Brushes, unlike the Universe, may be kept in balance against any handy bench – especially the one whereupon track of the various processes (or pro’-sess-ease if you’re trapped linguistically on the wrong side of the Atlantic) is kept – via a game of 2D Vertical Draughts.
Green for “done”, red for “still communist”. Um, I mean undone. In this low-tech – and thus reliable – way all that must be done is assuredly done.
While all of this activity is being did and do’d of course, the regular needs of other customers and passing boaters must also be met: diesel pumped; ice-creams served; beer dispensed. Also incredibly delicious sandywitches served by Dee’s Venetian Tea Rooms eaten for lunch. It must be noted that the Chandlery stocks mint-flavoured ice-cream-for-dogs, and that nine out of eight dogs love it – although they’re not allowed to buy it themselves, and must be with an adult human. It must matter not how cute the ice-cream-seeking hounds are, front paws on the counter, slapping down a Doggy Express card and asking for two litres of best gravy-flavour please and a wooden spoon. It is not unknown for dogs to fake a note from their human keepers in an attempt to buy ice-cream for themselves.
‘plze giv Fydo a big tub of doggo ice-kreme and take da munny off my kard, thanc you – sined doggo’s hooman. big smiley emotikon.’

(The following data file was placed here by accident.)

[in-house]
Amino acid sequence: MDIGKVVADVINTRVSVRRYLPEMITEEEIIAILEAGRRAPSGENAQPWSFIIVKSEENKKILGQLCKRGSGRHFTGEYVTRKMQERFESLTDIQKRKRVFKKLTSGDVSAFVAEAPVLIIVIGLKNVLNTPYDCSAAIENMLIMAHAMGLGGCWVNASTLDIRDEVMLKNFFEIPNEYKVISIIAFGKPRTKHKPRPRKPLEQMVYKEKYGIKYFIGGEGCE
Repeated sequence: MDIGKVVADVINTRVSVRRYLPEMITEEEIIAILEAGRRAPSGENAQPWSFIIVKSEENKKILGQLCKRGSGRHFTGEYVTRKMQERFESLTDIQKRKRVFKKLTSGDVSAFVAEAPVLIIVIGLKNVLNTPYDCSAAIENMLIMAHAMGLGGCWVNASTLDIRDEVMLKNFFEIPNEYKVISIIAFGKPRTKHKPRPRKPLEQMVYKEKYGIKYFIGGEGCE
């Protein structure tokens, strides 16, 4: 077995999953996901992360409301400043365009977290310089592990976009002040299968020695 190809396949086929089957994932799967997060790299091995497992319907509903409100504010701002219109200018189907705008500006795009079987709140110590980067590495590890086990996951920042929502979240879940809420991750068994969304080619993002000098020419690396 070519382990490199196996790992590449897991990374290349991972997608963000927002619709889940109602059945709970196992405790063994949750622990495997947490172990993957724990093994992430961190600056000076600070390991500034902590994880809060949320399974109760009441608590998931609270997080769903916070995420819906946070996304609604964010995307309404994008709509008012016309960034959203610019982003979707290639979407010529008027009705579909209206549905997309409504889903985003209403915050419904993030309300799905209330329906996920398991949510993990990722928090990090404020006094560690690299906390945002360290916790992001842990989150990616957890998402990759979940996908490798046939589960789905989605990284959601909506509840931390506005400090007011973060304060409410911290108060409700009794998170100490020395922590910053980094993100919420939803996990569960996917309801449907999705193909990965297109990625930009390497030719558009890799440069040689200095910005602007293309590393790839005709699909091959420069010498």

That sort of thing.
This being Ingerlund the odd “vintage” aeroplane usually performs a salutational fly-by…
…as ever, and me with only the “pocket-rocket” camera to hand, at the extreme end of the zoom range. No idea what the hairyplane is, answers on a postcard please, but it sounded amazing.
Then, just when you think that the day’s work is almost done, purple lunatics arrive at the lock, gibbering after some Fantastic Voyage, and requiring the assistance of two (or more) adults in order to descend and return to their mooring in Venetian Marina.
On this occasion since no adults were available Yours Truly was sent, under the supervision of Messrs Cover & Canvas … Mr Cover & Canvas, while brilliant with pram, cratch & tonneau – and a whiz at the electric sewing machine – had to be prevented from trying to eat his windlass during the locking, and was summarily returned to base aboard the Purple Machine. He may be teething.
Any and all similarities to Carry On Cruising were purely incidental but if there is any to be had then bagsy I’m Sid James.
By roughly four or thereabouts of the post meridiem, carpe diem (although you mustn’t fish for them out of season or at any time in the marina – or, univited, from the bow or stern of my boat I kid you not), te deum, no tedium, three more boat-loads of unsuspecting, slightly suspect-looking hodilay-makers were sent on their way in gleaming Venetian boats, and all was, well well well, well.
It’s all go on the canals you know.
It’s even quite busy on the canals that you don’t know, you know.
So that was Saturday. Saturday of course sashays nicely into Sunday, so today – as well as producing bloggery postings – I have services to perform and sermons to preach.
Today’s theme is ‘All creatures great and small, the Good Lord made them all – edible or poisonous?’
Chin-chin, chaps, &etc.
Ian H., and Cardinal W.
Few narrowboats were harmed during the production of this blog post which was supervised by the Bolivian RSPCA.